One of the reasons Nokia lost the smartphone battle, despite holding a strong position before the iPhone came along, was its lack of speed and inability to react to changing circumstances. As I argued in a previous article, the reason for Nokia’s sluggish reaction was a collective fear among the company’s middle managers, not of the competition, but of losing status and resources within the organisation.
With the management putting heavy pressure on departments to deliver more and faster, nobody wanted to be the bearer of bad news; that the company’s Symbian software platform wasn’t going to cut it in the new world of pocket computers. As a result of selective upward reporting, the leadership thought Nokia was progressing well against its competitors, when it wasn’t.
The oversight of the collective fear in the organisation cost Nokia dearly—its precipitious decline in the smartphone business and loss of about 90 percent of its market value which was greater than that of Apple Computers. But I believe the loss of market value and market share could have been avoided with a better view of the collective emotions of the organisation.
Do you see the forest or the trees?
Until now, there have been a variety of tools for managers who wish to measure the emotional cues of individuals, such as the Brief Affect Recognition Test to understand cross-cultural facial expressions. Facial expressions provide a wealth of reliable information about how others are making sense of the world around them, and allow us to tailor our responses to the individual in a one-on-one situation.
This represents one of the key measures of emotional intelligence, which evaluates how well individuals perceive and deal with affectively charged interpersonal situations. But there are situations in which leaders have to deal with the emotions of large groups of people, not just those of one or a few individuals and most managers don’t have time to operate on a one-on-one basis all the time. Understanding the collective can help leaders respond effectively to the group as a whole. This happens in situations such as dealing with the collective anxiety of executives facing the news of corporate restructuring; or public authorities dealing with the collective anger of large groups of people in the streets; or politicians seeking to inspire large groups of people to win an election. Those with the skill to pick up on the subtle emotional cues of the collective can adapt accordingly and, according to our research, earn more respect as a result.
So how can this ability to see the forest for the trees be applied by leaders?
Using the emotional aperture
Prior research has found that individuals typically focus either on the trees or the forest, but rarely both when facing the same target. This means that some managers are simply better (or more naturally disposed) to reading the individual or the collective emotions, but not both.
In our paper, Assessing Collective Affect Recognition via the Emotional Aperture Measure, forthcoming in the journal Cognition and Emotion with co-authors Jeffrey Sanchez-Burks, Caroline Bartel, and Laura Rees, we develop a test (the Emotional Aperture Measure or EAM) that rates a manager’s ability to read the collective emotions of a group and how this natural personal disposition could be modified. The test is based on changes in facial expressions among groups of people. We asked our research participants to watch a number of short video clips of groups of employees, just prior to and after an event happens in their organisation. Following each clip, participants were told to report on the proportion of positive and negative reactions seen in the group. The emotional aperture test assesses individuals’ ability to estimate the approximate proportion of people who display very quick (2 seconds) positive and negative emotions in the group--for example, 25 percent of people express positive affect and another 50 percent express negative affect—rather than just a single dominant and long-lasting affective display in traditional interpersonal tests of EQ.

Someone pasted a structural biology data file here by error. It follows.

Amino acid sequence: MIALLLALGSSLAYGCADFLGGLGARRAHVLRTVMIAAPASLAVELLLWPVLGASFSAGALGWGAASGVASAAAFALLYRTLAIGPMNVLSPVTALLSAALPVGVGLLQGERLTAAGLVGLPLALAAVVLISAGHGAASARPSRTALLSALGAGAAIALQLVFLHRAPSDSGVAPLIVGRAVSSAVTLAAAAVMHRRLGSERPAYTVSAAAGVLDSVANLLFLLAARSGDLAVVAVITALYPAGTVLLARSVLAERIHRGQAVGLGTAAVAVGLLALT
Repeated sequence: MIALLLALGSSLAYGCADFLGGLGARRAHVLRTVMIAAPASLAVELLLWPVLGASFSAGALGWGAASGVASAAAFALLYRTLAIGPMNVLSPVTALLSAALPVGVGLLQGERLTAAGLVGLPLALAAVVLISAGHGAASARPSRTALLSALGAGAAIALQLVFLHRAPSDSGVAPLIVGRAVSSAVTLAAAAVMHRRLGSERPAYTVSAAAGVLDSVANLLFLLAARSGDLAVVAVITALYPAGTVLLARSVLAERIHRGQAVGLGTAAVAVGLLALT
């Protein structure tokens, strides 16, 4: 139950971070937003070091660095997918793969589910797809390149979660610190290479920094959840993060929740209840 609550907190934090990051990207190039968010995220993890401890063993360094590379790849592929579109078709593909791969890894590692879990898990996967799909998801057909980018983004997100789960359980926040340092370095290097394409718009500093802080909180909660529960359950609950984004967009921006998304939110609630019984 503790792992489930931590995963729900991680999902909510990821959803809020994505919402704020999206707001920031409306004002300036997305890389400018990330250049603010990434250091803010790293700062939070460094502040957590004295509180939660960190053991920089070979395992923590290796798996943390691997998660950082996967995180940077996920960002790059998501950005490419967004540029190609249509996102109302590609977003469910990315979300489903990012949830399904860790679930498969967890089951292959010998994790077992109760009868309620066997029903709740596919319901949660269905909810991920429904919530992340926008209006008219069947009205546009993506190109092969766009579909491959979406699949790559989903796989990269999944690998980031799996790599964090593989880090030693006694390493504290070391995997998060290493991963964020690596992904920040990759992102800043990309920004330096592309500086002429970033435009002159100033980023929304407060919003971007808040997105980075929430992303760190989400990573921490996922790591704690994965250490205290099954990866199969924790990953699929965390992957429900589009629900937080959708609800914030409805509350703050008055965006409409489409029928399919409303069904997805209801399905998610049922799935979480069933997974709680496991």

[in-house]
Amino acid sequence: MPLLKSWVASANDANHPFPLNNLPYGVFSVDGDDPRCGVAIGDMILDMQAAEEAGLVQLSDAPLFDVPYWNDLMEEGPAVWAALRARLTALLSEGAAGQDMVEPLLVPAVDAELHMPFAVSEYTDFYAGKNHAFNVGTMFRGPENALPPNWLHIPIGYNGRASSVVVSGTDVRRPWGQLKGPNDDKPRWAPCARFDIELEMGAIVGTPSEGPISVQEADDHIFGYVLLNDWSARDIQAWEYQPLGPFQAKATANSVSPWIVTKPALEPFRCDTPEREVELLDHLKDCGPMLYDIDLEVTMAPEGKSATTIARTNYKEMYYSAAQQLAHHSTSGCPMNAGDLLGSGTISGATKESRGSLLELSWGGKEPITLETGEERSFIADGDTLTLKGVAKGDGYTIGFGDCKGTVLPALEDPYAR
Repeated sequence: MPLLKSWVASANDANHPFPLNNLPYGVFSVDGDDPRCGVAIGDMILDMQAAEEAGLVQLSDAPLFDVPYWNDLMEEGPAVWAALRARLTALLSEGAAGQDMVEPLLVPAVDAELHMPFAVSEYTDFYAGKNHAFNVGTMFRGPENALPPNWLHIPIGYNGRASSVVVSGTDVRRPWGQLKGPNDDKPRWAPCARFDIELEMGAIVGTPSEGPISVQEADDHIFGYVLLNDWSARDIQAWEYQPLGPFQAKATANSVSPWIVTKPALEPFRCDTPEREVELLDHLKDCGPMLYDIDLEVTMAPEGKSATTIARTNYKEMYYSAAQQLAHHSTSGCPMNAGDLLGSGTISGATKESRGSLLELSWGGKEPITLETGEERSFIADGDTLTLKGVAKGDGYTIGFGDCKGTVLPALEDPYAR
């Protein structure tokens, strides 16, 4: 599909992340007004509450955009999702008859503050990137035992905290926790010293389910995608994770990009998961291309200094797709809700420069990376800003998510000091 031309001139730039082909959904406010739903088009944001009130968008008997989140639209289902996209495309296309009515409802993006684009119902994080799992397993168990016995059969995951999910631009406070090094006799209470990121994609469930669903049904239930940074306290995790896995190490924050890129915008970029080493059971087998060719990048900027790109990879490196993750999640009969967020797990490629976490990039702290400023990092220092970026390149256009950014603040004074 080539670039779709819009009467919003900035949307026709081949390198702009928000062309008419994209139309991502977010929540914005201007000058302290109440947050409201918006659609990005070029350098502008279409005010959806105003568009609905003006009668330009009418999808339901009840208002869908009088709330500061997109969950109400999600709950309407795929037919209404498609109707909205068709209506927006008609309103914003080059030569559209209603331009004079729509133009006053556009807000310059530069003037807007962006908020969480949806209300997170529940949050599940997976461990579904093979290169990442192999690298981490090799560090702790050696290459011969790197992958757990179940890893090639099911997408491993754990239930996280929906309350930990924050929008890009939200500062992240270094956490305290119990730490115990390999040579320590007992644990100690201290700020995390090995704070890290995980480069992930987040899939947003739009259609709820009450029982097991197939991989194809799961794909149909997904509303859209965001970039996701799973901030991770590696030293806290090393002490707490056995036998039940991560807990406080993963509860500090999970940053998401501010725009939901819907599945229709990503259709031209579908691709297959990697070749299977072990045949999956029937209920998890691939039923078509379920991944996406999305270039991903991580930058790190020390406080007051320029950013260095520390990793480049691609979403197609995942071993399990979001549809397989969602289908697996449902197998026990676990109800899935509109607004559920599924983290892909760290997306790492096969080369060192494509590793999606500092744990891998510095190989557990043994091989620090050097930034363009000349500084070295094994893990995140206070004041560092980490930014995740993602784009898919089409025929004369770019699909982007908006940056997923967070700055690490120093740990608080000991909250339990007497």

We examined whether an individual’s ability to recognise collective emotions had a bearing on how their “transformational” leadership ability was perceived. Using a global sample of high-ranking managers, we contacted their direct reports and requested online evaluations of their manager’s leadership performance. We found that their performance on the EAM was significantly correlated with what was considered transformational leadership behaviour by their direct reports.
Effective leaders read collective affect
Together, these findings reveal the importance of being able to read the emotions of the group to be perceived as transformational leaders. The EAM can also be a predictive tool for organisations to indicate an individual’s potential leadership performance and their ability to relate successfully with their employees.
The EAM could have multiple applications, from helping teachers assess groups of students, political leaders addressing constituents, corporate managers introducing major disruptive change in a large organisation, or police officers dealing with the emotions of large groups of people.
For leaders to be able to respond successfully to frustrations, hopes and fears of their organisation, they must first be able to read the patterns of emotions that signal the onset of different behaviours. Top managers who manage large groups of employees often don’t have the time to relate one-on-one with individuals and must therefore be able to decode and attend to the collective emotions beyond individual cues.
Readers are invited to take the emotional aperture test and obtain their personal results free of charge by accessing the following website: http://www.jeffreysanchezburks.com/blog/emotional-aperture/
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